Here’s a picture of the dots on the pattern, with my white thread markers sewn through:

dots and notches

After this the pattern paper comes away easily and you can separate your layers, snipping the thread after each one so you’re left with little thread tails:

dart markers

By the time I’d cut the lining, re-pinned the fabric to the pattern, marked all the dots and notches and separated all the layers successfully, it was 8:45pm!

The next thing I’ll do is run a zigzag stitch around some of the edges to stop them from fraying. There’s no class next week but I might have a go at doing that at home; I’m an expert at zigzag stitching after making comedy toy owls for babies last year. 🙂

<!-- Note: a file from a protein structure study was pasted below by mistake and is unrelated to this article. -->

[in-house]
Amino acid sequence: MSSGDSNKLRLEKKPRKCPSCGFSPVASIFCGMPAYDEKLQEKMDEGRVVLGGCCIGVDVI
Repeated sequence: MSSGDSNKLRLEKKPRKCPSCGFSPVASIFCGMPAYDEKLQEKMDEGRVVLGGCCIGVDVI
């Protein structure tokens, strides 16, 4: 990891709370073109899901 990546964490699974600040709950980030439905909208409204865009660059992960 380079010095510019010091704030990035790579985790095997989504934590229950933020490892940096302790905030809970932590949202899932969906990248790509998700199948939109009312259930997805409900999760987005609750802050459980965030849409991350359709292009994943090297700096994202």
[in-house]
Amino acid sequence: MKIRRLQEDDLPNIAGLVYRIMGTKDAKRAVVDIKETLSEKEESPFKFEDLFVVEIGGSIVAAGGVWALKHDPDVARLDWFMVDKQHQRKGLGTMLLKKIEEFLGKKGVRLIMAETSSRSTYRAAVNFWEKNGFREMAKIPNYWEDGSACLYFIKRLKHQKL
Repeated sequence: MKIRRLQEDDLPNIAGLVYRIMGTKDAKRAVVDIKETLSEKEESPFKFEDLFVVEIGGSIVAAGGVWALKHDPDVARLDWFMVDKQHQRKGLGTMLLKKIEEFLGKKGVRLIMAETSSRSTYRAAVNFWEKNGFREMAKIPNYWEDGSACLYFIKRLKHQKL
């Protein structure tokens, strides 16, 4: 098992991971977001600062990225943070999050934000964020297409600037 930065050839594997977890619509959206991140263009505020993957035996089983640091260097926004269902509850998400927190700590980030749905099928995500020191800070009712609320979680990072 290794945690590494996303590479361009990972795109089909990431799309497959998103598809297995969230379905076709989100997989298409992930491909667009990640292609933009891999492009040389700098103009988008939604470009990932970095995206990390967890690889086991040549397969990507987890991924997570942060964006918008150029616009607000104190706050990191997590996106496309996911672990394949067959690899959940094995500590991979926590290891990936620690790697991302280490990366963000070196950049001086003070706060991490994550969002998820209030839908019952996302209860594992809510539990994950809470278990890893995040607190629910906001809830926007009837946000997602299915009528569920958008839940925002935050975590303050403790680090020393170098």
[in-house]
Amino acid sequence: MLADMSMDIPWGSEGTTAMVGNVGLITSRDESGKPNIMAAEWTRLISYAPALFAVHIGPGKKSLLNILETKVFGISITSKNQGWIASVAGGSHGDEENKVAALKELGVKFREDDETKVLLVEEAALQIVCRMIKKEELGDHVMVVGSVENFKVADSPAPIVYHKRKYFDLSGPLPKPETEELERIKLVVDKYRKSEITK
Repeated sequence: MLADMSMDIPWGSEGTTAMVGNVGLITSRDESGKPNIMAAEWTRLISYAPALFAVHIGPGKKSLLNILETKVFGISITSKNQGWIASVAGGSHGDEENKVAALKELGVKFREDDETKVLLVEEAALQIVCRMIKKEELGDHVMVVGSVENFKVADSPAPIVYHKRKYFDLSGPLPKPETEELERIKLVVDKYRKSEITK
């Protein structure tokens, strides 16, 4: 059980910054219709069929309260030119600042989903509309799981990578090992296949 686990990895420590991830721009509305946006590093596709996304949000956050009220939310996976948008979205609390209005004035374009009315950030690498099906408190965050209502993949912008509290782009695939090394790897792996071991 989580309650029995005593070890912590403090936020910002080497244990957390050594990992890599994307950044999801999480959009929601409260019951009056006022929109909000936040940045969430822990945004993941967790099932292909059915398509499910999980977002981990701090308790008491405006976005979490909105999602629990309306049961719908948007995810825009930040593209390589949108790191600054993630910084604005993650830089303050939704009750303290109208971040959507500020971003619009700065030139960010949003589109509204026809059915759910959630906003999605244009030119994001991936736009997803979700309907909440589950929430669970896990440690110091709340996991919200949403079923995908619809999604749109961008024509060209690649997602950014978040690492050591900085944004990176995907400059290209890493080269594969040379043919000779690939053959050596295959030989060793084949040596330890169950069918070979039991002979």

I decided to line the whole thing after all so the next step after that will be constructing the lining of the dress!

Dressmaking week 2

I’ve made progress, although i can only describe it as ‘painstakingly slow’ after spending two hours just sorting out the pattern, measurements and material and getting the bits cut out for my dress.

Here’s a glimpse of the groovy patterned wool I bought, and evidence that I can cut out along a black line:


I found it easy to measure my hips, waist and bust and it was simple enough to use those measurements to see which pattern size i should be cutting out, although I admit I’m still a bit fuzzy on that. The measurements on the dress pattern show the finished garment size which includes 9cm on top of your body measurements, so that you can actually move! The dress I’ve chosen also has darts so if it is too big (which I suspect it might be – rather too big than too small) I can adjust it once the sections are all sewn together.

Cutting out the pattern seemed to take forever and then I had to iron the pieces, plus all 1.5 metres of fabric AND the 0.5 metres of lining fabric. I hate ironing.